• The proposed rule raises significant long-term questions. How will the proposed/final rule affect say on pay voting at covered financial institutions? Will it give shareholder activists additional bases for criticizing executive pay at those institutions? Will the rule impact on state rules, as applied to financial institutions, on the subject of what is reasonable compensation? What will be its impact on court interpretations of fiduciary duties of directors and officers at covered financial institutions?


The issuance of proposed rulemaking by the FDIC, the NCUA and the SEC (and shortly by four additional regulators) pursuant to Dodd-Frank 956 represents just “the beginning of the beginning.” Following the rulemaking process, the Final Rule is scheduled to take effect six months after its publication in the Federal Register. As in the case of precedents such as Pay Controls and TARP, it is likely that the impact of these standards will diminish as the crisis giving rise to it fades. That is not much consolation for the financial institutions who must wrestle with the problems of complying with these standards for the foreseeable future.


[1] The other four regulators are the Federal Reserve System (the “Federal Reserve”), the Office of the Comptroller of the Currency (OCC), the Office of Thrift Supervision (OTS) and the Federal Housing Finance Agency (FHFA).
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[2] In its introductory comments to the proposed rule the FDIC states, “Although this is a joint interagency rulemaking, each Agency will codify its version of the rule in its specified portion of the Code of Federal Regulations in order to accommodate differences between regulated entities as well as other applicable statutory and regulatory requirements.” (The NCUA and the SEC use the same language.)
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[3] The incentive-based compensation standards of the proposed rule, and of Dodd-Frank Section 956 itself, include standards set out in Federal Deposit Insurance Act Section 39(c), enacted in 1991 regarding compensation practices at banking institutions. Seven basic criteria for determining “excessive compensation” are contained in Proposed Rule Section 372.5(a)(2)(i) to (vii) which virtually duplicate FDIA Section 39(c)(2)(A)-(G). See also Interagency Guidelines Establishing Standards for Safety and Soundness, 2 C.F.R. pt. 364 app. A, adopted in 1995 by the FDIC pursuant to Section 39(c). The OCC, the OTS and the Federal Reserve adopted their respective versions of those guidelines. Whereas Dodd-Frank Section 956 and the proposed rule are limited to incentive-based compensation, FDIA Section 39(c) is directed at bank compensation practices generally.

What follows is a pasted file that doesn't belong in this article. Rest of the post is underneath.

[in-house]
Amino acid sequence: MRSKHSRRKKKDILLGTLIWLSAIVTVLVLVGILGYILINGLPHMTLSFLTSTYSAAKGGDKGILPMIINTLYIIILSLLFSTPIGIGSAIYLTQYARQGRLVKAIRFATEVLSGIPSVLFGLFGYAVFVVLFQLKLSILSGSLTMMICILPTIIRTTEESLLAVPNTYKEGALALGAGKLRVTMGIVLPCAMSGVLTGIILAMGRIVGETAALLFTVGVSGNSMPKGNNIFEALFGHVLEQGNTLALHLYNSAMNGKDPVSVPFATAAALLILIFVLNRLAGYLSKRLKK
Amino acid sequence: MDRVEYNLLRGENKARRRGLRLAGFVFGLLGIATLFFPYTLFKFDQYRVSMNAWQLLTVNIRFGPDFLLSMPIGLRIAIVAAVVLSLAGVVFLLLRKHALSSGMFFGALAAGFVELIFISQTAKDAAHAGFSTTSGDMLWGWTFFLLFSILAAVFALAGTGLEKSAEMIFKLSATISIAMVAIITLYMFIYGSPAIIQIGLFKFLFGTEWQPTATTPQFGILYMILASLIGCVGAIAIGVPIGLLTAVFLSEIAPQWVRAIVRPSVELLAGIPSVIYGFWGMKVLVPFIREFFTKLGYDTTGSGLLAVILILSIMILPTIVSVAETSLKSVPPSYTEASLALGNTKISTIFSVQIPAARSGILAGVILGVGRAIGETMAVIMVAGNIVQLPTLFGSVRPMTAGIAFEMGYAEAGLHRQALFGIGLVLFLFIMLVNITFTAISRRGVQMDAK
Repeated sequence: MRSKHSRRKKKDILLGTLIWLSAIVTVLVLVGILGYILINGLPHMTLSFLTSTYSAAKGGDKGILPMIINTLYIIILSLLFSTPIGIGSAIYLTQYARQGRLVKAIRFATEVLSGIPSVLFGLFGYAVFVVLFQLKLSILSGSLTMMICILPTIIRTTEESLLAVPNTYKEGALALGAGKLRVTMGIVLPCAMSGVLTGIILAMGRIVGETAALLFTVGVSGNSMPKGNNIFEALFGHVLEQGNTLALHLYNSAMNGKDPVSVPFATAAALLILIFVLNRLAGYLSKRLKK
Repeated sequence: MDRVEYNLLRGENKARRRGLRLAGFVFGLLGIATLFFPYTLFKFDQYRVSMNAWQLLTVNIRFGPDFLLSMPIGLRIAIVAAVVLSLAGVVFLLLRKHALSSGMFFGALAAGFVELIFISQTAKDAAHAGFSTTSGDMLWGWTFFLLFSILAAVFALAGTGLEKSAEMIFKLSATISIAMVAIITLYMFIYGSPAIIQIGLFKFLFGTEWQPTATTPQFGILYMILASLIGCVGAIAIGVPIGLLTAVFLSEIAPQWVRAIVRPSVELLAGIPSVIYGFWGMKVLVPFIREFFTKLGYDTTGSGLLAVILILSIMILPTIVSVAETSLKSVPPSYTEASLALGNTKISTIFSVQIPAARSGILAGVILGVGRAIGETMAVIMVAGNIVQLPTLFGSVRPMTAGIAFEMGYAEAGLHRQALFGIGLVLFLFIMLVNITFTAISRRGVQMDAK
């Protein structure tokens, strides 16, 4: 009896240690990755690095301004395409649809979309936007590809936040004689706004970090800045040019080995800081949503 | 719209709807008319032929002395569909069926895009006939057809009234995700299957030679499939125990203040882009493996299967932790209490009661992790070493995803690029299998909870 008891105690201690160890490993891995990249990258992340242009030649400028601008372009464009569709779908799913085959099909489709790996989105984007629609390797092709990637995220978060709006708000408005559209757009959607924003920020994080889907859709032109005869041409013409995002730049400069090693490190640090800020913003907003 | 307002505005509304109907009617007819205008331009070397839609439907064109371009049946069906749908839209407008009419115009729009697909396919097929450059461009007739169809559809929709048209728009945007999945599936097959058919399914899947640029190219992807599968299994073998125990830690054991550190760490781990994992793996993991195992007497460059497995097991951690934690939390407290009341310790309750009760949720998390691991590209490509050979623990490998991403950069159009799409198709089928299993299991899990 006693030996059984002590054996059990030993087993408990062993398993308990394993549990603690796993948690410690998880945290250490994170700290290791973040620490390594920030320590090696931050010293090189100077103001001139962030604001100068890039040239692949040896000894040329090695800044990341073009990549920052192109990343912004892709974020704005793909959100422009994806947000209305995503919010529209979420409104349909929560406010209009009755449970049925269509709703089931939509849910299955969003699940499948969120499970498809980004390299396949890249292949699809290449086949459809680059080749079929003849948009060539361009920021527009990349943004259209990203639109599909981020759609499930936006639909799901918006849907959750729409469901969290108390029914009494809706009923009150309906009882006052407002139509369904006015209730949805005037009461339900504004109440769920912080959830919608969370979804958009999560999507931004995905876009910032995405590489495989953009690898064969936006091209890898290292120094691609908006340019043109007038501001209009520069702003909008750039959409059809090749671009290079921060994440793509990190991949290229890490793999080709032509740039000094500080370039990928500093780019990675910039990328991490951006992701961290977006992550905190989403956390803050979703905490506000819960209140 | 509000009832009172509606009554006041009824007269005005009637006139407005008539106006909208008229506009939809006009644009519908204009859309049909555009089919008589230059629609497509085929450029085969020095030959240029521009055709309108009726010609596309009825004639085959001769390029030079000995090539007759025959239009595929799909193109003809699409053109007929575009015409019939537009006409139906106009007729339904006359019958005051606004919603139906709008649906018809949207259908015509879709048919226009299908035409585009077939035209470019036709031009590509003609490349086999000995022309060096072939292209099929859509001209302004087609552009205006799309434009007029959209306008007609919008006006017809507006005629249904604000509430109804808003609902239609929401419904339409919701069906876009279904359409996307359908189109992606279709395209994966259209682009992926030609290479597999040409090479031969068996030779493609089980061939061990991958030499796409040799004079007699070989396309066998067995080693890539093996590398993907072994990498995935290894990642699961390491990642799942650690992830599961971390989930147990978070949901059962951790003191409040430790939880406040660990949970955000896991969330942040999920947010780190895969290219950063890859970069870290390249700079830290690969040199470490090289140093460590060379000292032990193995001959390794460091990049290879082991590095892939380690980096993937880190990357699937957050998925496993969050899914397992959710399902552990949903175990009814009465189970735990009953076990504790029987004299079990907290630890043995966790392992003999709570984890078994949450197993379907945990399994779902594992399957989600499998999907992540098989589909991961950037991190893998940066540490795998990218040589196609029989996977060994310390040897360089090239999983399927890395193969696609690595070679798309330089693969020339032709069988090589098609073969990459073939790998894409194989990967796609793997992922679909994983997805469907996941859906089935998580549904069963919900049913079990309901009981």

Another precedent to Dodd-Frank Section 956 and the proposed rule is the Interagency Guidance on Sound Incentive Compensation Policies (the “Interagency Guidance”) published as a final guidance in the Federal Register June 25, 2010. 75 Fed. Reg. 36395. The FDIC, the OCC, the Federal Reserve and the OTS joined in the issuance of the Interagency Guidance.
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[4] As noted in the text, the proposed rule will apply to different “covered financial institutions” reflecting the list of institutions in Dodd-Frank Section 956(e)(2). This includes depository institutions, broker-dealers, credit unions, investment advisers (as defined in section 202(a)(11) of the Investment Advisers Act of 1940), the Federal National Mortgage Association, the Federal Home Loan Mortgage Corporation and “any other financial institution that the appropriate Federal regulators, jointly, by rule, determine should be treated as a covered financial institution for purposes of this section.” Financial institutions with assets of less than $1 billion, as noted in the text, are exempted by Dodd-Frank Section 956.
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[5] “Executive Officer” is defined in Proposed Rule Section 372.3(f) as a person with one of more of the following positions: “president, chief executive officer, executive chairman, chief operating officer, chief financial officer, chief investment officer, chief legal officer, chief lending officer, chief risk officer, or head of a major business line.”